Archive of the internal records of the Dirección Federal de Seguridad, 1947–1989, held in the Archivo General de la Nación in México. The materials document surveillance, coersion and other nefarious activities of the agency during the 1950s through 80s, and include handwrittten and typescript reports by agency personnel and informers on surveillance of political activists, labor officials and organizers and others in Mexico during the period.
DFS preceded the Centro de Investigación y Seguridad Nacional (CISEN), established in 1989, and traced its immediate origins as a government agency to the Departamento de Investigación Política y Social (1942). Its lineage also included the Oficina de Información Política (1938) and the Departamento Confidencial (1929). DFS files were transferred from CISEN to the Archivo General de la Nación (AGN) in 2002, and as a result of the 2012 Ley Federal de Archivos defining the national archive as a source of public information, were made fully accessible. However, in 2015, citing national security concerns, the Mexican government imposed strict new limits on access to these archives.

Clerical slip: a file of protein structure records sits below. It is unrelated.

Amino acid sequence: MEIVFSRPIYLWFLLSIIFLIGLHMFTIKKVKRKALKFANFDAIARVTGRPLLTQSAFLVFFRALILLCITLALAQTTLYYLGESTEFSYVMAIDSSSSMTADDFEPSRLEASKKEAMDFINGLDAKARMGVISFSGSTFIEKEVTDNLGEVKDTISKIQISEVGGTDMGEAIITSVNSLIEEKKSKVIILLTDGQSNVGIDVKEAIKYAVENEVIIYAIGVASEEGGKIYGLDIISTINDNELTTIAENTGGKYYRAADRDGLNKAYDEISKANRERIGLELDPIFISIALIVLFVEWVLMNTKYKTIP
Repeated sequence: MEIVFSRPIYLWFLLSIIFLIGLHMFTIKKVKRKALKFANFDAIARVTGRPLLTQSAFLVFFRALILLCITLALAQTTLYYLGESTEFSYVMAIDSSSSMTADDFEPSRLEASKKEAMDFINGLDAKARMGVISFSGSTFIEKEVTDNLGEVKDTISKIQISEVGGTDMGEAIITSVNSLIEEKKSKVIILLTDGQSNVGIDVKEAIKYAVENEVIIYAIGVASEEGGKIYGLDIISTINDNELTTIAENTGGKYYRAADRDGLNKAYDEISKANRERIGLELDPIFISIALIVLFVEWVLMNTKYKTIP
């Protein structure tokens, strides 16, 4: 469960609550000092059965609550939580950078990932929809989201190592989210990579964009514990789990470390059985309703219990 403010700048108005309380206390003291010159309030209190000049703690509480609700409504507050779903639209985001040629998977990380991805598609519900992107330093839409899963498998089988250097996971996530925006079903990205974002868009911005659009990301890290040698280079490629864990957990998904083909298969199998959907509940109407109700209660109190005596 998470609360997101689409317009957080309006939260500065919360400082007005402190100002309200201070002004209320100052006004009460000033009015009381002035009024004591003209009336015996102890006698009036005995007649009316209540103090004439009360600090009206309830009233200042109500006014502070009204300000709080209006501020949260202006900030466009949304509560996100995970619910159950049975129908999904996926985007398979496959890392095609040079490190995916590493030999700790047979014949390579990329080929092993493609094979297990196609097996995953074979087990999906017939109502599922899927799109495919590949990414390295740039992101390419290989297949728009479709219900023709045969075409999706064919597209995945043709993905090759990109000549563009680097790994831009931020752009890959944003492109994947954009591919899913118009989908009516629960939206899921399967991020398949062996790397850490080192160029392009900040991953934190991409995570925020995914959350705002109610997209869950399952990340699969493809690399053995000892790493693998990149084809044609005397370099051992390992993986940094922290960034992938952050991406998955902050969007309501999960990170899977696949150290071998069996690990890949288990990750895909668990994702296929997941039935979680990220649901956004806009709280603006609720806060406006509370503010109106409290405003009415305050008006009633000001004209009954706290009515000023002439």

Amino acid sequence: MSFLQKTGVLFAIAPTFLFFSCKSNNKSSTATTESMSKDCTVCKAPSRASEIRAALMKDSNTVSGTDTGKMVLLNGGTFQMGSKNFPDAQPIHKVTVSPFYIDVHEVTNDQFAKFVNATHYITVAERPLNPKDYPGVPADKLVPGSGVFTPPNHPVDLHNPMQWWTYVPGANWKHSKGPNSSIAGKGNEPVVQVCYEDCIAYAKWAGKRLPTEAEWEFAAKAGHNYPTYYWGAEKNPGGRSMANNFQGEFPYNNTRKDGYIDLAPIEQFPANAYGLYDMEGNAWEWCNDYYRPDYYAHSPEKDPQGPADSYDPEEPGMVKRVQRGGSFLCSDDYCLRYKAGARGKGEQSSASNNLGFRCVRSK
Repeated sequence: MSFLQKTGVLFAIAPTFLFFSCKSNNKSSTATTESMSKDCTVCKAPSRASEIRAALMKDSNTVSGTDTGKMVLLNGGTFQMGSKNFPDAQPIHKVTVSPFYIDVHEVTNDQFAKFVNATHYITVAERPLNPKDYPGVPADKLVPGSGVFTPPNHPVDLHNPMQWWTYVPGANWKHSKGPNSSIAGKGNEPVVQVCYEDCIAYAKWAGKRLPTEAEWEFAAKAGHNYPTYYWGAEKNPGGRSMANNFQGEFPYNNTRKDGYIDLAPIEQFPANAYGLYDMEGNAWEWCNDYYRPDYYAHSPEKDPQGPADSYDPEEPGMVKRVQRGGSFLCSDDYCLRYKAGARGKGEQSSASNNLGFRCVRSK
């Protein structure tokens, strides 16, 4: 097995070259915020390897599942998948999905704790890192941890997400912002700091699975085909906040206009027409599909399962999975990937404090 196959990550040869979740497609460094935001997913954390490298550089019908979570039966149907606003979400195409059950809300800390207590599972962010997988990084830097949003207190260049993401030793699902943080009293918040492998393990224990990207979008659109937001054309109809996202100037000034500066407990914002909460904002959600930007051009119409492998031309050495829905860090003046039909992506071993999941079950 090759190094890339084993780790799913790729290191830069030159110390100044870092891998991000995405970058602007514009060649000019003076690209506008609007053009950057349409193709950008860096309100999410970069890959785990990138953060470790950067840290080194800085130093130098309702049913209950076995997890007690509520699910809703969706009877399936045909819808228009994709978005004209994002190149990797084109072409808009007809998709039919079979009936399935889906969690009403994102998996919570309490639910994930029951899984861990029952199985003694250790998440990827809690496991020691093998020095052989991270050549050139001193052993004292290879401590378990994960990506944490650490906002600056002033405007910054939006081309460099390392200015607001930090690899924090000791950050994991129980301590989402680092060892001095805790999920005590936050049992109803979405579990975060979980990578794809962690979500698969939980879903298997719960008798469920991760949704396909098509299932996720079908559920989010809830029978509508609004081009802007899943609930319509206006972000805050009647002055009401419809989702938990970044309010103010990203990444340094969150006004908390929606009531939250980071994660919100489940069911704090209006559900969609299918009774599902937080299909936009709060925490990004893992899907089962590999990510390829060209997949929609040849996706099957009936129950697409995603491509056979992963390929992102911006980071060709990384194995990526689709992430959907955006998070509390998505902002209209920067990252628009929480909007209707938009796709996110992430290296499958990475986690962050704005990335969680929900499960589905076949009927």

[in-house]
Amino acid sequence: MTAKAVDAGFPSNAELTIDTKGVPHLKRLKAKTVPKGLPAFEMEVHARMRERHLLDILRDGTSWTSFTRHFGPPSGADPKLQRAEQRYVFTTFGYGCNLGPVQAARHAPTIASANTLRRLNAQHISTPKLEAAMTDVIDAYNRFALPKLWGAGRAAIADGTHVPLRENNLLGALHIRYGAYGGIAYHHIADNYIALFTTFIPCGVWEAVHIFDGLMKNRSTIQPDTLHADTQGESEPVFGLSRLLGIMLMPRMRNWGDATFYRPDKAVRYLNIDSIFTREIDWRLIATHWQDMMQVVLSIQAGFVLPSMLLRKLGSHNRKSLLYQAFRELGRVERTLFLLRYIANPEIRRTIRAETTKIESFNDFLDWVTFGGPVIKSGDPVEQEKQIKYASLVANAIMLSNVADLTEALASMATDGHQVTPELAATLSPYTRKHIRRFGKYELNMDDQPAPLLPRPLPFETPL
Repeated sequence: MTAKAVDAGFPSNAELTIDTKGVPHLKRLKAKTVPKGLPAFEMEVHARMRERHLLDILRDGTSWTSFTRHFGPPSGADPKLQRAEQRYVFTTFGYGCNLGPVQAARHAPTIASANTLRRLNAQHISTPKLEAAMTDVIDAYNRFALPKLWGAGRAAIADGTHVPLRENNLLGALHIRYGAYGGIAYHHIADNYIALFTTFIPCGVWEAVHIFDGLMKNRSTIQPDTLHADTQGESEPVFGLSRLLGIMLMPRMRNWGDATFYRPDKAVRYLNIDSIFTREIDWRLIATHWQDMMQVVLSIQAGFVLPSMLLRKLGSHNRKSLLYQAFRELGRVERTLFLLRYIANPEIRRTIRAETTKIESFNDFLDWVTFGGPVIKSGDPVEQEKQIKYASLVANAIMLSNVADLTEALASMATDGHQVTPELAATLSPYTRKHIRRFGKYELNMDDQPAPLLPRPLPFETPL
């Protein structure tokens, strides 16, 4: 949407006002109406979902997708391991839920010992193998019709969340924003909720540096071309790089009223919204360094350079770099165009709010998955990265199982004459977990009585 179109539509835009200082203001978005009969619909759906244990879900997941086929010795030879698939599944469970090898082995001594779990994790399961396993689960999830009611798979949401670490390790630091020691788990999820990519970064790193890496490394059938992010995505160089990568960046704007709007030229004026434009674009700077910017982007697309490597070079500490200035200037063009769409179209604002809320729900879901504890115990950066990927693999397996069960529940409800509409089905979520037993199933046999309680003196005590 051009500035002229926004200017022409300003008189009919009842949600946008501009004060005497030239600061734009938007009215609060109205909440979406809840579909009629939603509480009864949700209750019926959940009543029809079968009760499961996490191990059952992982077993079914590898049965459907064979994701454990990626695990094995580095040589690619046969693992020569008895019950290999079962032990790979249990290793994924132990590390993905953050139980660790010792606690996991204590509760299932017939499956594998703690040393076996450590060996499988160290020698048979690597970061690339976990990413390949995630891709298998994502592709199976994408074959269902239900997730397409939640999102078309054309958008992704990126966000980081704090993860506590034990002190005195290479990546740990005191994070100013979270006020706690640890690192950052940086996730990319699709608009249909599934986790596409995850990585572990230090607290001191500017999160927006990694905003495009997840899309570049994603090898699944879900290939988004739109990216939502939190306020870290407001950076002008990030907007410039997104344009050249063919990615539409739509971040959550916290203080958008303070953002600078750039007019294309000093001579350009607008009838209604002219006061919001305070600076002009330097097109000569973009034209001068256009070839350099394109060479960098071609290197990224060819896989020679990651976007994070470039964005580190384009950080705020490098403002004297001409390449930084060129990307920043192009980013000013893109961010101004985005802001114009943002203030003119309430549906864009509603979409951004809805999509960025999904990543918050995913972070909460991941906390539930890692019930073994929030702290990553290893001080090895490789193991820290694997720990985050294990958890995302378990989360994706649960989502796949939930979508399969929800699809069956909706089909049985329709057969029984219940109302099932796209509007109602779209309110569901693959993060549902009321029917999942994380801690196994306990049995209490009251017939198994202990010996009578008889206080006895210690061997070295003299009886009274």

The current project - named the Mexican Intelligence Digital Archives (MIDAS) (los Archivos del Autoritarismo Mexicano) - will make available scans, images, and photocopies of material from the archives that were taken by scholars that used them during the period in which the archive was open to the public at the AGN. These files are now being gathered by the faculty member, Paul Gillingham, at Northwestern University. Gillingham estimates that more than 300,000 documents have been gathered to date. These resources will be organized and added to MIDAS over time.
The collection will be hosted in cooperation with Northwestern University, El Colegio de México, and Artículo 19.
For more information and access to files, see: https://www.crl.edu/midas